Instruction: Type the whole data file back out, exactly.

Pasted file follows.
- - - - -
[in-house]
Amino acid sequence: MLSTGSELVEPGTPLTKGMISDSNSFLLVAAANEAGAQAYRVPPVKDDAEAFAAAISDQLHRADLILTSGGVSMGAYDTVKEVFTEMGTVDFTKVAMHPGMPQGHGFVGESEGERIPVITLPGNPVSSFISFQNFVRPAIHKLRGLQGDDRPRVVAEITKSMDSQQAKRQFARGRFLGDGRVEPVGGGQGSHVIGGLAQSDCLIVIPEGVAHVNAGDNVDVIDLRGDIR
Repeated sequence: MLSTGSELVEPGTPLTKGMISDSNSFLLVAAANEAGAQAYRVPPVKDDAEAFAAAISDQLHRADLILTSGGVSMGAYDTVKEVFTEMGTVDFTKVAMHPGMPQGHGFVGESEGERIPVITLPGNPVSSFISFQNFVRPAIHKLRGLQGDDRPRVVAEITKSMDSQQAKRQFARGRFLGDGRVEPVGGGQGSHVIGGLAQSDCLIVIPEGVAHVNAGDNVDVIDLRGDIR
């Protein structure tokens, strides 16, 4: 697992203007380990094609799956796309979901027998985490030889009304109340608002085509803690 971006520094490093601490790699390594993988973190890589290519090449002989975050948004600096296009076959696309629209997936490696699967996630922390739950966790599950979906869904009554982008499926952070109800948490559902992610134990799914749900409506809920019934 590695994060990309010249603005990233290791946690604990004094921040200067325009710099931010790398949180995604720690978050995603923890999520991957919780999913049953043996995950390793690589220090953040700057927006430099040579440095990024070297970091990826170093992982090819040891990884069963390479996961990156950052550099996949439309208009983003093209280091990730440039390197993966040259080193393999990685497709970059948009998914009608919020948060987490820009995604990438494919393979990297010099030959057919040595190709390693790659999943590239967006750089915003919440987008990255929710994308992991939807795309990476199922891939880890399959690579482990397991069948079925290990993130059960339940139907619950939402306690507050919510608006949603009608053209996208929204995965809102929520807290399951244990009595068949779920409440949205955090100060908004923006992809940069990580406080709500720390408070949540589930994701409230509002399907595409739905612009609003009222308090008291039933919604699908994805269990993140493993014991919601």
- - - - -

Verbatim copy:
[in-house]
Amino acid sequence: MLSTGSELVEPGTPLTKGMISDSNSFLLVAAANEAGAQAYRVPPVKDDAEAFAAAISDQLHRADLILTSGGVSMGAYDTVKEVFTEMGTVDFTKVAMHPGMPQGHGFVGESEGERIPVITLPGNPVSSFISFQNFVRPAIHKLRGLQGDDRPRVVAEITKSMDSQQAKRQFARGRFLGDGRVEPVGGGQGSHVIGGLAQSDCLIVIPEGVAHVNAGDNVDVIDLRGDIR
Repeated sequence: MLSTGSELVEPGTPLTKGMISDSNSFLLVAAANEAGAQAYRVPPVKDDAEAFAAAISDQLHRADLILTSGGVSMGAYDTVKEVFTEMGTVDFTKVAMHPGMPQGHGFVGESEGERIPVITLPGNPVSSFISFQNFVRPAIHKLRGLQGDDRPRVVAEITKSMDSQQAKRQFARGRFLGDGRVEPVGGGQGSHVIGGLAQSDCLIVIPEGVAHVNAGDNVDVIDLRGDIR
């Protein structure tokens, strides 16, 4: 697992203007380990094609799956796309979901027998985490030889009304109340608002085509803690 971006520094490093601490790699390594993988973190890589290519090449002989975050948004600096296009076959696309629209997936490696699967996630922390739950966790599950979906869904009554982008499926952070109800948490559902992610134990799914749900409506809920019934 590695994060990309010249603005990233290791946690604990004094921040200067325009710099931010790398949180995604720690978050995603923890999520991957919780999913049953043996995950390793690589220090953040700057927006430099040579440095990024070297970091990826170093992982090819040891990884069963390479996961990156950052550099996949439309208009983003093209280091990730440039390197993966040259080193393999990685497709970059948009998914009608919020948060987490820009995604990438494919393979990297010099030959057919040595190709390693790659999943590239967006750089915003919440987008990255929710994308992991939807795309990476199922891939880890399959690579482990397991069948079925290990993130059960339940139907619950939402306690507050919510608006949603009608053209996208929204995965809102929520807290399951244990009595068949779920409440949205955090100060908004923006992809940069990580406080709500720390408070949540589930994701409230509002399907595409739905612009609003009222308090008291039933919604699908994805269990993140493993014991919601």